users@jersey.java.net

[Jersey] Re: Speeding up jersey-test?

From: Ryan Stewart <rds6235_at_gmail.com>
Date: Fri, 22 Apr 2011 07:51:30 -0500

On Fri, Apr 22, 2011 at 5:25 AM, Pavel Bucek <pavel.bucek_at_oracle.com> wrote:

> On 4/20/11 6:34 PM, Gili wrote:
>
> Hi Pavel,
>
> On 20/04/2011 5:40 AM, Pavel Bucek-2 [via Jersey] wrote:
>
> Hello,
>
> I agree with Zzantozz, doesn't seem to me like thing which should be
> managed by Grizzly. In this case, user is responsible to manage
> available resources, not Grizzly, right? I can see your point and I can
> imagine some property passed to jersey test framework, which would
> specify port range..
>
>
> There are two different reasons I am against this proposal:
>
> 1. As far as I can tell, there is no thread-safe way to implement the
> behavior you are asking for. The last thing we want are race-conditions
> leading to false-positive test failures. ServerSocket has a nice constructor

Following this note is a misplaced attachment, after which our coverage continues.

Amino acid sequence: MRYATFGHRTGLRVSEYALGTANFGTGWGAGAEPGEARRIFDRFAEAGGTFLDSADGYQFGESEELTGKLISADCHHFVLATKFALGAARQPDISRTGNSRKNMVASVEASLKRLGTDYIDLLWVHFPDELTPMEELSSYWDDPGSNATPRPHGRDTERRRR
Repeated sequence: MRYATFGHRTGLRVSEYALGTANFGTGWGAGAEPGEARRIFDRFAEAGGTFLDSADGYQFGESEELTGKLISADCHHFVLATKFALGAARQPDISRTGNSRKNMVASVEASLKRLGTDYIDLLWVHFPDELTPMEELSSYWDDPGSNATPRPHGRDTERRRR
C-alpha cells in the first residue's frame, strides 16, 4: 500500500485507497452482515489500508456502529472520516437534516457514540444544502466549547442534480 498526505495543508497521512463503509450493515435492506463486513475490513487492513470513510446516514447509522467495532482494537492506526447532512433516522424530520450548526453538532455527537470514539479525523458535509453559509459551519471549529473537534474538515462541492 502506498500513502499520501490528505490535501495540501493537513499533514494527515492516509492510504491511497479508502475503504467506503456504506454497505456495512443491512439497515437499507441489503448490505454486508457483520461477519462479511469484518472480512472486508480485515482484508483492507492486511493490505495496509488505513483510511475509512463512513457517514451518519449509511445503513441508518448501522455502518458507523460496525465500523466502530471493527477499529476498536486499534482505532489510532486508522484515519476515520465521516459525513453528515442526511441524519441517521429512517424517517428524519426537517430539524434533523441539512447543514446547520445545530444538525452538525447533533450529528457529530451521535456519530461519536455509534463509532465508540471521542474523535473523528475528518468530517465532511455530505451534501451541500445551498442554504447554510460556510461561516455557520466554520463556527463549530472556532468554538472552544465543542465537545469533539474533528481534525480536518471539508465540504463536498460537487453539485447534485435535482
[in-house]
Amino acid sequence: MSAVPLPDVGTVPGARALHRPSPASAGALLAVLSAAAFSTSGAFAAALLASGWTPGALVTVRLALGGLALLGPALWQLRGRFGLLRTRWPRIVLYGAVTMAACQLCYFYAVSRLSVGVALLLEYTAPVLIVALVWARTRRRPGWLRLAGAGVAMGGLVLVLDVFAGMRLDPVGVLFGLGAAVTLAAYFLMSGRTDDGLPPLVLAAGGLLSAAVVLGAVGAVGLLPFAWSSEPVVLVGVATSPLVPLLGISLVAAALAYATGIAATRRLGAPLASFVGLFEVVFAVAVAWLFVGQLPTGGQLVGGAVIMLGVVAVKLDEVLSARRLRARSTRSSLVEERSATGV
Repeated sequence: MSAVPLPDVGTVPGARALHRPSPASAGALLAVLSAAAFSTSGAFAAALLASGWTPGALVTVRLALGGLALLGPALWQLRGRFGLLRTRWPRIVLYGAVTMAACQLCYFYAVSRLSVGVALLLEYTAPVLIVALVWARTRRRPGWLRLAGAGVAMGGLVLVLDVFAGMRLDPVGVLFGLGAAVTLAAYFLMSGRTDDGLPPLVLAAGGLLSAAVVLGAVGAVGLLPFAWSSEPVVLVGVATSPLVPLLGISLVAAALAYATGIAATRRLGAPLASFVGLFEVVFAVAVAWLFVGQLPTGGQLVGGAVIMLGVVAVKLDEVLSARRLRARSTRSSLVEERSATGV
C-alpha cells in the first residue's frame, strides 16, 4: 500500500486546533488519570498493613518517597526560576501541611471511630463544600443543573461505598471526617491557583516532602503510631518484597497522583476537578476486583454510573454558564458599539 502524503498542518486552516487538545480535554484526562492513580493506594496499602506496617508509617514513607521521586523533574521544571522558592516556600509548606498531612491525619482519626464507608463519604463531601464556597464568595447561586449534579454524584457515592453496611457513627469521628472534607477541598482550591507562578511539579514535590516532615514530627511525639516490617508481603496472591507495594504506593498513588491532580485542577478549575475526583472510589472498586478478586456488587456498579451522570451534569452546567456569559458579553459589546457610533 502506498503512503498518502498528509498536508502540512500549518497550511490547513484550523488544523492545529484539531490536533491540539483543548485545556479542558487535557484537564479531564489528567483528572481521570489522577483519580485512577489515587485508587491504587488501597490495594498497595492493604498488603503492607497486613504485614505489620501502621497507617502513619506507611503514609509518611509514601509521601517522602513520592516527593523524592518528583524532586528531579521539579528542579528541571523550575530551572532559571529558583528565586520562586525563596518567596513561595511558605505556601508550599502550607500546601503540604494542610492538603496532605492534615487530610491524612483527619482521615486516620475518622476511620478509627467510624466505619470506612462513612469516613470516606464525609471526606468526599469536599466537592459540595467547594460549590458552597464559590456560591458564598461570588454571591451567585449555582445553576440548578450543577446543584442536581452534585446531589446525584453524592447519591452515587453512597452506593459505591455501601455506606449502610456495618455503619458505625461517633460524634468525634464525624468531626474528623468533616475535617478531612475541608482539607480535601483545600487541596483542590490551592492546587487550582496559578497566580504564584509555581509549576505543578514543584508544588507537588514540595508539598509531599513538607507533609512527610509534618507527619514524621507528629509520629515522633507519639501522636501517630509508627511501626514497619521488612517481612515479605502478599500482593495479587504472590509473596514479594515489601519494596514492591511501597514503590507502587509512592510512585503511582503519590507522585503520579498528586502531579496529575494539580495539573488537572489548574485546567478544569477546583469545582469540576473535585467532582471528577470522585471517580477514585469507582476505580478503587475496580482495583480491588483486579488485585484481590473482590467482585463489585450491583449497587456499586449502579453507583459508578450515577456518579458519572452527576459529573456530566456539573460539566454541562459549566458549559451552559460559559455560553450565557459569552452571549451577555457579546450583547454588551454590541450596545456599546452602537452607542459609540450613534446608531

> that acquires an available port in a thread-safe manner, why not use it?
> 2. I don't understand the need for it. When running unit tests, I would
> like the unit tests to use any available port. I don't understand why anyone
> would want to restrict the port range. Please explain.
>
> Let's imagine following situation.
>
> You have service A, which starts on demand and opens port B for listening
> when it is running. You will execute jersey test, it will use port B and
> service A would not be able to start. It is a constructed case, but it might
> happen. From my point of view, it is always better to let the user control
> his resources, right? I guess I could state more real life examples - like
> for example DCC (IRC way to transfer files) - it defines port range which
> your client can use for receiving files. But they are opened when needed..
> (service A from previous situation).
>
> And when I'm thinking about this little bit more.. some containers do open
> other ports that its primary http transport (management kind of things, like
> jetty stop port).. this would be another thing which we will need to figure
> out how to deal with.
>
> That pretty well covers it. To give a more concrete example, CI for my
Jersey project is in a Hudson server that hosts several other jobs, some of
which expect to be able to open certain ranges of ports. If Jersey were to
start first, it could grab something from one of those ranges. Like I said
before, I also like the idea of delegating to ServerSocket, but it shouldn't
be the only available behavior.